The trial, supported by NIHR Oxford Biomedical Research Centre (BRC), began in 2011 at the Oxford Eye Hospital, part of the Oxford University Hospitals NHS Foundation Trust.
Reported on Monday 8 October in the Nature Medicine journal, the trial involved 14 patients receiving a single injection into the back of the eye of a virus containing the missing gene. By the end of the study there was a significant gain in vision across the group of patients as a whole.
Furthermore, of the 12 patients who received the treatment without any complications, 100 per cent either gained or maintained vision in their treated eyes, which was sustained for up to five years at the last follow up.
During this time only 25 per cent of the untreated eyes that acted as controls maintained vision.
The gene therapy treatment was generally well tolerated and there were no significant safety concerns.
The trial was led by ophthalmologist Prof Robert MacLaren, the Oxford BRC theme lead for Surgical Innovation. He said: “The early results of vision improvement we saw have been sustained for as long as we have been following up these patients and in several the gene therapy injection was over 5 years ago. The trial has made a big difference to their lives.”
The success of the Oxford study has led to a much larger international gene therapy trial involving over 100 patients across nine countries in the EU and in North America. It is now led by Nightstar Therapeutics, a gene therapy spin-out company established by the University of Oxford and Syncona to develop the treatment further.
If successful the follow-on trial could result in the gene therapy treatment being formally approved by the relevant regulatory bodies worldwide.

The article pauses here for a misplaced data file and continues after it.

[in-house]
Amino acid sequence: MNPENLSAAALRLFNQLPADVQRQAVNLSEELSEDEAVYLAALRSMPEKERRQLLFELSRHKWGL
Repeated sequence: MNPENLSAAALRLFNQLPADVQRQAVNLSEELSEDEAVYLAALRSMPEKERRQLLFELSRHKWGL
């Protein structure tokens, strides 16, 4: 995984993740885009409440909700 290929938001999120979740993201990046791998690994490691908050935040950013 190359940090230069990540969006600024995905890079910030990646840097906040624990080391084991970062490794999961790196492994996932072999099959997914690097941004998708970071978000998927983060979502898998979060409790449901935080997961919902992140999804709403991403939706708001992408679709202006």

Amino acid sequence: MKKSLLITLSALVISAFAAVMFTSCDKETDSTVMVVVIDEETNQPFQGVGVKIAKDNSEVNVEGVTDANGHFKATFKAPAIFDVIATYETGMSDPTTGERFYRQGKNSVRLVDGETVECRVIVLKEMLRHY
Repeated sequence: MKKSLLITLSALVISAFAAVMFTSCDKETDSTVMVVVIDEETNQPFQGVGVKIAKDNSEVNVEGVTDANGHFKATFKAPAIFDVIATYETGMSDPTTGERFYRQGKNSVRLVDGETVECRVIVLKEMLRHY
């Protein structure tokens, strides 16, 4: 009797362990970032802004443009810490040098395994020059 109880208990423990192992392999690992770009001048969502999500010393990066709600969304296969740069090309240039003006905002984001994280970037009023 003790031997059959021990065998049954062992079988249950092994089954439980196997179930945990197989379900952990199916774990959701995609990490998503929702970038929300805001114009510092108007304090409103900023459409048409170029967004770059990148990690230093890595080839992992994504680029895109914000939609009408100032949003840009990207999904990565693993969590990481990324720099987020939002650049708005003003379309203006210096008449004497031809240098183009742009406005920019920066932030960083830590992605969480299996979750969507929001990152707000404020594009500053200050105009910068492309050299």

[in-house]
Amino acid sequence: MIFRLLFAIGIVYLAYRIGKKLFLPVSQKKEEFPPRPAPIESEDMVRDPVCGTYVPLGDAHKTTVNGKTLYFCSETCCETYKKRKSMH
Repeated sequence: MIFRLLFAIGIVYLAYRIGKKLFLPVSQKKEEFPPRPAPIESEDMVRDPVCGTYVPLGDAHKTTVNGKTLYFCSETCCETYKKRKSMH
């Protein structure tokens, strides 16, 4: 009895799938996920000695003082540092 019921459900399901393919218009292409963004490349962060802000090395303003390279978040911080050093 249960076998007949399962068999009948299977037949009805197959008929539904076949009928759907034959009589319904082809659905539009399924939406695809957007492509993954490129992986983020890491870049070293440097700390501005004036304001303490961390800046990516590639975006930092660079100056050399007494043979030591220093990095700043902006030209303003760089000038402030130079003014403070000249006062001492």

Overall gene therapy is a new treatment that is currently being developed in several trials for a variety of diseases. The concept of gene therapy is to alter or correct inherited diseases at the level of the DNA. If successful, a single treatment might have life-long effects.
These early results support the notion that a single gene correction can have long-lasting beneficial effects on nerve cells of the retina to prevent blindness.
Last month, the European Medicines Agency formally approved its first gene therapy treatment for a different eye disease. Experts predict that other currently incurable diseases are likely to follow and will have approved gene therapy treatments in future years.
Dr Neil Ebenezer, Director of Research, Policy and Innovation at Fight for Sight, said: “All research breakthroughs are made by standing on the shoulders of others. Our mission is to fund research that will stop sight loss and we’re delighted to have been part of this breakthrough which will have huge benefits for the future. This technique could transform how we treat diseases and could have broad applicability to a range of other conditions.”
Chris Hollowood, Chief Investment Officer at Syncona, commented: “Nature Medicine’s publication of the findings of the first choroideremia gene therapy trial is a great endorsement of the work by Professor Robert Maclaren and the team and validation of the early results that encouraged Syncona to partner with Robert to found and build Nightstar.
“Since then, Nightstar has advanced the therapy to a pivotal Phase 3 trial. We look forward to continuing our support of Robert and Nightstar as we seek to bring transformational treatments to patients.”